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plclegal, Barrister
Category: Law
Satisfied Customers: 7644
Experience:  Barrister at law
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I had my sons father removed from his birth certificate due

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I had my sons father removed from his birth certificate due to abondonment some years back (we had no contact for 11 year from him). I was recently contact by his family to say he passed away and had no will. Does my son still stand to inherit his estate or have a given up that right when I removed him from the birth certificate?
JA: Since estate law varies from place to place, can you tell me where this is?
Customer: I reside in south africa, but his father lived and died in UK
JA: What documents or supporting evidence do you have?
Customer: I have legal documents from court for abandonment
JA: Anything else you want the Lawyer to know before I connect you?
Customer: no

Hello, my name is***** for your patience.

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Having your son's father removed from his birth certificate removes his rights as a parent - and removes parental responsibility.

Many fathers still have biological children that they do not have parental responsibility for.

So, if it is not disputed that your child is his biological child, they should still inherit from him under the intestacy rules despite having had his PR removed.

I hope that this assists.

Do remember that I can only give you my opinion.

Another lawyer may have a different opinion. Litigation needs at least 2 parties and neither goes to court expecting to lose.

Nonetheless, one of them does, even though they have been told by their respective legal advisers that they have a good chance of success.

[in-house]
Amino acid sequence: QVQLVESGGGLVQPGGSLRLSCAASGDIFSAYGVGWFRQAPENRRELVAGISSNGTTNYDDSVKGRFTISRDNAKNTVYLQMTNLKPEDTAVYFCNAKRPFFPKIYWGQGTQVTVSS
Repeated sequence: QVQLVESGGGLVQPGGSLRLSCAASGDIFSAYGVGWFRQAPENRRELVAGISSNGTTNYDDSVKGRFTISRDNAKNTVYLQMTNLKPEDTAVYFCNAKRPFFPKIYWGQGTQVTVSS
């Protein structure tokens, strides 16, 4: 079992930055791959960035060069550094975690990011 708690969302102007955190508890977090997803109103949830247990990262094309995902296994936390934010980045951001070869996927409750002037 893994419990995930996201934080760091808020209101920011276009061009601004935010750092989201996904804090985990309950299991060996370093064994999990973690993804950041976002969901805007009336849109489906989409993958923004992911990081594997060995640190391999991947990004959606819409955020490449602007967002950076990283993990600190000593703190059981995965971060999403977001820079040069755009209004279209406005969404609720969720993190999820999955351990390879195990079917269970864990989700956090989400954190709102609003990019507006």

If there was a black-and-white answer to every legal problem there would be no need for anything to ever proceed to court!

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plclegal and 3 other Law Specialists are ready to help you
Customer: replied 9 days ago.
thanks this is very helpful, I believe a cousin is the handling the adminstration of the estate and I will send the relevant documents to her. How do I follow up with how the estate is being handled?

At that stage you should indicate that you are acting on behalf of your son, as he is a child, and ask for estate accounts/ papers given that she will be effectively acting in his interests in administering the estate.

If needed, you can appoint a lawyer in the UK to deal with her or make an application to court if the correct procedure is not being followed or you suspect that she is not acting in your son's best interests.

Hopefully it will not come to that though.

Thank you again for visiting JustAnswer, please do let me know if you have any additional questions in the future. I am also happy to answer any new questions on other topics that you may have, you can request me by putting “for PLCLEGAL” at the start of the new thread. Best wishes, Peter